National Geographic Discusses Racist Past Coverage
The new issue of National Geographic is dedicated to race — which is complicated by the fact that the magazine has a racist history. So, National Geographic’s EIC Susan Goldberg decided to fess up and face the publication’s problematic past head on:
I’m the tenth editor of National Geographic since its founding in 1888. I’m the first woman and the first Jewish person—a member of two groups that also once faced discrimination here. It hurts to share the appalling stories from the magazine’s past. But when we decided to devote our April magazine to the topic of race, we thought we should examine our own history before turning our reportorial gaze to others.
It’s not exactly an apology, but Goldberg goes on to detail how the magazine enlisted University of Virginia professor John Edwin Mason to dive into their archives and uncover exactly how racist they were:
What Mason found in short was that until the 1970s National Geographic all but ignored people of color who lived in the United States, rarely acknowledging them beyond laborers or domestic workers. Meanwhile it pictured “natives” elsewhere as exotics, famously and frequently unclothed, happy hunters, noble savages—every type of cliché.
Unlike magazines such as Life, Mason said, National Geographic did little to push its readers beyond the stereotypes ingrained in white American culture.
We’ve seen those old issues of National Geographic but for a refresher, the article touches on how the magazine sent a writer and photographer to the coronation of Haile Selassie in Ethiopia in 1930, a time when the publication NEVER would have covered such an event in the United States or even allowed an African American person National Geographic membership. There’s also stuff like this:
In 1941 National Geographic used a slavery-era slur to describe California cotton workers waiting to load a ship in California: “Pickaninny, banjos, and bales are like those you might see at New Orleans.”
In a full-issue article on Australia that ran in 1916, Aboriginal Australians were called “savages” who “rank lowest in intelligence of all human beings.”
Goldberg also notes a 1962 story about South Africa completely fails to mention the massacre of 69 black South Africans by police in Sharpeville just two years before, not even bothering to consult black South Africans at all.
Goldberg concludes by looking forward:
In two years, for the first time in U.S. history, less than half the children in the nation will be white. So let’s talk about what’s working when it comes to race, and what isn’t. Let’s examine why we continue to segregate along racial lines and how we can build inclusive communities. Let’s confront today’s shameful use of racism as a political strategy and prove we are better than this…
We hope you will join us in this exploration of race, beginning this month and continuing throughout the year. Sometimes these stories, like parts of our own history, are not easy to read. But as Michele Norris writes in this issue, “It’s hard for an individual—or a country—to evolve past discomfort if the source of the anxiety is only discussed in hushed tones.”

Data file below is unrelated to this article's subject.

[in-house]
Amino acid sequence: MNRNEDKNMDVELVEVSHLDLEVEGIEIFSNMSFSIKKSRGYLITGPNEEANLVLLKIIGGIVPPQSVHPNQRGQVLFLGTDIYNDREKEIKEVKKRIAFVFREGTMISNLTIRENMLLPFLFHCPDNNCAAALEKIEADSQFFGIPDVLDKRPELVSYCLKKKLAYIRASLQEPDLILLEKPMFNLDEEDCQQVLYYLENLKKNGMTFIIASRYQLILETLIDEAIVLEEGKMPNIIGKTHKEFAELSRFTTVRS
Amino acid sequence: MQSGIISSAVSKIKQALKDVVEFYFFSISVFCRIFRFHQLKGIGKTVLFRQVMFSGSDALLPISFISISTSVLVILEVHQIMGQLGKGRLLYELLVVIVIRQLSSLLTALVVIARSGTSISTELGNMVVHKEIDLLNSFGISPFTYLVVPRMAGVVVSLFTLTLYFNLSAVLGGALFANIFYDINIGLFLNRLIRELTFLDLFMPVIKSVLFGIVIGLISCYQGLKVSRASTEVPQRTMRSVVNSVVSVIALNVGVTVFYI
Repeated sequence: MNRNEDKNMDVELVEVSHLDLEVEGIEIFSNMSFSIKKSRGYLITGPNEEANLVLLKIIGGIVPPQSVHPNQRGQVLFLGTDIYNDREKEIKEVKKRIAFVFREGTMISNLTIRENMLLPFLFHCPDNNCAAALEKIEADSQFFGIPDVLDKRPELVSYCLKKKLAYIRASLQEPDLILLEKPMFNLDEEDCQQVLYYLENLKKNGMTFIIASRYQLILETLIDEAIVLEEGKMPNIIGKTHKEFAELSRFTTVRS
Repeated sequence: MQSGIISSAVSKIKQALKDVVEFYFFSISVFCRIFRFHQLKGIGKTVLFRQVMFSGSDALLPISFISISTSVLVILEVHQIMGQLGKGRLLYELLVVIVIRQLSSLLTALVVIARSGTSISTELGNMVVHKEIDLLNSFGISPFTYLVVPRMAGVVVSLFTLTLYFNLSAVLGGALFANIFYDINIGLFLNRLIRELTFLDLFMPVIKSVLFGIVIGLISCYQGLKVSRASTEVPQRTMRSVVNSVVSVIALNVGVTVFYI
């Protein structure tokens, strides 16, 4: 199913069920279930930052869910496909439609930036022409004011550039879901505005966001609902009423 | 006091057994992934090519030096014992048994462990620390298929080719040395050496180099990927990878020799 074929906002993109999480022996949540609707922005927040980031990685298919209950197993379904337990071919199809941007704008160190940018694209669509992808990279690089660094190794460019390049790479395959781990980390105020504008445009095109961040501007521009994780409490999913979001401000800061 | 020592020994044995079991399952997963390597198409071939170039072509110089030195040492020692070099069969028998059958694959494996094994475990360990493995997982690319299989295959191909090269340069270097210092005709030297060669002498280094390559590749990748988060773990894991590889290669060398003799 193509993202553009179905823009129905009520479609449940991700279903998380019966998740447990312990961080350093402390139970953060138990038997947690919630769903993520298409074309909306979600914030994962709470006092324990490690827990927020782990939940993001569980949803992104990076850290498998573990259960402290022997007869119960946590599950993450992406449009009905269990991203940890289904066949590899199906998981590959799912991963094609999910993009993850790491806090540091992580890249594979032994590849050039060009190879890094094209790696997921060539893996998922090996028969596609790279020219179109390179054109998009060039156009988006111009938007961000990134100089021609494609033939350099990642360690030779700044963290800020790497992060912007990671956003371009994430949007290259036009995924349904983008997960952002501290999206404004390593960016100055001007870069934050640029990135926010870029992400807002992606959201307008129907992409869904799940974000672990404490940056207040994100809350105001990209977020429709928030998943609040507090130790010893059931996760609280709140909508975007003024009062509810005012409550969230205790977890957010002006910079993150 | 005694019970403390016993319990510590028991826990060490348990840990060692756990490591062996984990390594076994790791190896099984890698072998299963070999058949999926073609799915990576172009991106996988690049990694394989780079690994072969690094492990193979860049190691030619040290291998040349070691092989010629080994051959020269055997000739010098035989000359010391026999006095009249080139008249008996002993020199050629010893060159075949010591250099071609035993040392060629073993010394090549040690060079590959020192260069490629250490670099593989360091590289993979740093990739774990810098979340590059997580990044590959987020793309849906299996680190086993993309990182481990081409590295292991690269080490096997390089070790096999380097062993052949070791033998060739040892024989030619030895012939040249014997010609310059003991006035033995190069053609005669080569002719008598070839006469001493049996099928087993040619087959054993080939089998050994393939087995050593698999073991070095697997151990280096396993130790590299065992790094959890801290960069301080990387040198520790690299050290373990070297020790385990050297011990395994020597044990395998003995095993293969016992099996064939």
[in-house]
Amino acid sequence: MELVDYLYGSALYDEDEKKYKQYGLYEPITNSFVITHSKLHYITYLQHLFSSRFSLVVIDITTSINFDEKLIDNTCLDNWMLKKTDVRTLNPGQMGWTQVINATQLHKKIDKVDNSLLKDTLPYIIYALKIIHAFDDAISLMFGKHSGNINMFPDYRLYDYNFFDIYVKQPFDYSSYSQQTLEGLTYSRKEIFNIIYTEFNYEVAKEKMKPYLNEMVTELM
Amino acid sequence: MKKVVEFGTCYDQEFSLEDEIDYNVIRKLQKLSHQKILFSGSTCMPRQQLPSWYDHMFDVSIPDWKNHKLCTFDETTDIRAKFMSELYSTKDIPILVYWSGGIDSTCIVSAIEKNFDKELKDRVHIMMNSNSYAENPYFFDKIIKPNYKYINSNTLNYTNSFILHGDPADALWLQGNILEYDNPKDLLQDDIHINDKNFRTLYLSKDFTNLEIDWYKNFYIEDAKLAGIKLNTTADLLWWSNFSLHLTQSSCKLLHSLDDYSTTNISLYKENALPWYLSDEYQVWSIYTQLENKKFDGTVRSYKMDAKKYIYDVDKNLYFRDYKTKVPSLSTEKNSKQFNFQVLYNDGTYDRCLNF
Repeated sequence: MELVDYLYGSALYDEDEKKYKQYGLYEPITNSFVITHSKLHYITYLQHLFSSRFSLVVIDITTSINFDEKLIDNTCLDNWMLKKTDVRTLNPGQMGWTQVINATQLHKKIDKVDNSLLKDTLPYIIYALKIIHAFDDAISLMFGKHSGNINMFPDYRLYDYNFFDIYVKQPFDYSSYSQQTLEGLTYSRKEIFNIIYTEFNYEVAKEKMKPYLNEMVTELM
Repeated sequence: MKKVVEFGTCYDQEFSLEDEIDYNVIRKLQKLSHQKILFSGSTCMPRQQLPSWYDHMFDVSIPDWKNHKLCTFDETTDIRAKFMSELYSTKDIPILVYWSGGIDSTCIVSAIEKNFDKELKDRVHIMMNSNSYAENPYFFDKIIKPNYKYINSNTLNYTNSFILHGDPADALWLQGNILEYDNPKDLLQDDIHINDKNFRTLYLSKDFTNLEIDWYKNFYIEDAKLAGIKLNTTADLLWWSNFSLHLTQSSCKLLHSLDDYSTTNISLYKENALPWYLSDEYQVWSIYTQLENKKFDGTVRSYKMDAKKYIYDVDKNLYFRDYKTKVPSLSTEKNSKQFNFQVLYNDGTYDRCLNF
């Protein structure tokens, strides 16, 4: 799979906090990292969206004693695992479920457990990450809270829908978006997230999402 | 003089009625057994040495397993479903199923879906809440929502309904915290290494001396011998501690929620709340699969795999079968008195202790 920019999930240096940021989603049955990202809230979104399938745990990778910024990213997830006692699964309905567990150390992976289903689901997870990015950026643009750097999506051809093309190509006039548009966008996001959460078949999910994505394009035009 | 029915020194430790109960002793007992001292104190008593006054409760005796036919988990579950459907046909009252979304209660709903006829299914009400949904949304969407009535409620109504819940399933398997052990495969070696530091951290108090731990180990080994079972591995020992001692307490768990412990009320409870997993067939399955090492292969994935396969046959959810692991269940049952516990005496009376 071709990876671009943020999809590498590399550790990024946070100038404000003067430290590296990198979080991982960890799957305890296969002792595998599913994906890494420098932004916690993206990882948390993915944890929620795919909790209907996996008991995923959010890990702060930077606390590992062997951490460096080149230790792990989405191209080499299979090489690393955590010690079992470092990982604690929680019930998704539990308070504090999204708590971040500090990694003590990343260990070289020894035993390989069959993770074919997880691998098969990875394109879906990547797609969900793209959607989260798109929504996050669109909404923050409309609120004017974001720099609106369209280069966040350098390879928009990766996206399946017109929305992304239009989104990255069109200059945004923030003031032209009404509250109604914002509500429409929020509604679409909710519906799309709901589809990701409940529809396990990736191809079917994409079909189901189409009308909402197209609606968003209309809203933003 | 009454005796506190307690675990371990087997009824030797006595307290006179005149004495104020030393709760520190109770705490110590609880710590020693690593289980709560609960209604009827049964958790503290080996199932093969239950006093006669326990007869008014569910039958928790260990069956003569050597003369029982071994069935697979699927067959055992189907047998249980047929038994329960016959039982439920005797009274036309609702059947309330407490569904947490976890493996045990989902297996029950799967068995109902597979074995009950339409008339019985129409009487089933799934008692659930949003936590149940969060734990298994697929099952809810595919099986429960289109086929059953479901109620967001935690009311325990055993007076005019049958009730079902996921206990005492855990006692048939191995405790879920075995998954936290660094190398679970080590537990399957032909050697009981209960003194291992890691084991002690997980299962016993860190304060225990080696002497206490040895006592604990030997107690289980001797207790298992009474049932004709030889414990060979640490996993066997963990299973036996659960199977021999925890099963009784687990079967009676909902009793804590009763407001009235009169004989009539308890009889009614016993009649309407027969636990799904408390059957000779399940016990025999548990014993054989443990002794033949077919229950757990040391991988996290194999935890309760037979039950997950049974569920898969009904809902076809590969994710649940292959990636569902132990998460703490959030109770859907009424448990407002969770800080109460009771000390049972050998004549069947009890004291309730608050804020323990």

Do you think that she said ENOUGH though? It’s one thing to say she’s not comfortable with the magazine’s past, but should she and the magazine’s publishers be MORE APOLOGETIC? What do you think?
Hit the flip for a glimpse of what the Race issue will touch on.
Photo @Hammond_Robin. I had the privilege of shooting the cover of this month’s special issue on Race. 11 year old twins Millie (right) and Marcia (left) are from Birmingham, United Kingdom. Their mother calls them her “rainbow twins.” “They’re my miracles” she says. Race is a made-up label used to define and separate us. In its special race issue, @NatGeo reports on the origins of scientific racism and how it has defined society as we know it. #IDefineMe. I’ll be sharing more images from the cover shoot and the feature I shot on genetics and race at @Hammond_Robin
Photo by @johnstanmeyer ⠀⠀⠀⠀⠀⠀⠀⠀⠀ Maria Uwambaje, who lost four of her children during Rwanda’s 1994 genocide, stands with Boniface Twagiramungu, who led killers to those children. Uwambaje has forgiven Twagiramungu. A program led by the Karuna Center for Peacebuilding, @karuna_center is helping such perpetrators and victims heal their trauma. Reconciliation and forgiveness is the first step in changing indifference, a means of returning balance, so that our neighbors and society to find peace, reach understanding of our human commonality. ⠀⠀⠀⠀⠀⠀⠀⠀⠀ From my latest story for @natgeo, Us vs Them, Things That Divide Us, in the March 2018 single topic issue on Race. Link is in my Instagram bio. ⠀⠀⠀⠀⠀⠀⠀⠀⠀ Follow me @johnstanmeyer over the next month as I publish each day on my Instagram account images from this global project I photographed for the magazine throughout 2017. A visual dialogue on what divides us, to understand why we don’t get along, including bridging peace, as Maria and Boniface have in Rwanda. Join me on this story through the US, Brazil, Armenia, the Middle East, Bangladesh and Rwanda, lacing together a complex narrative in order to find a means to no longer divide ourselves. #IDefineMe ⠀⠀⠀⠀⠀⠀⠀⠀⠀ @natgeo @natgeocreative @thephotosociety @karuna_center #rwanda #genocide #perpetrator #victim #understanding #reconciliation #portrait #IDefineMe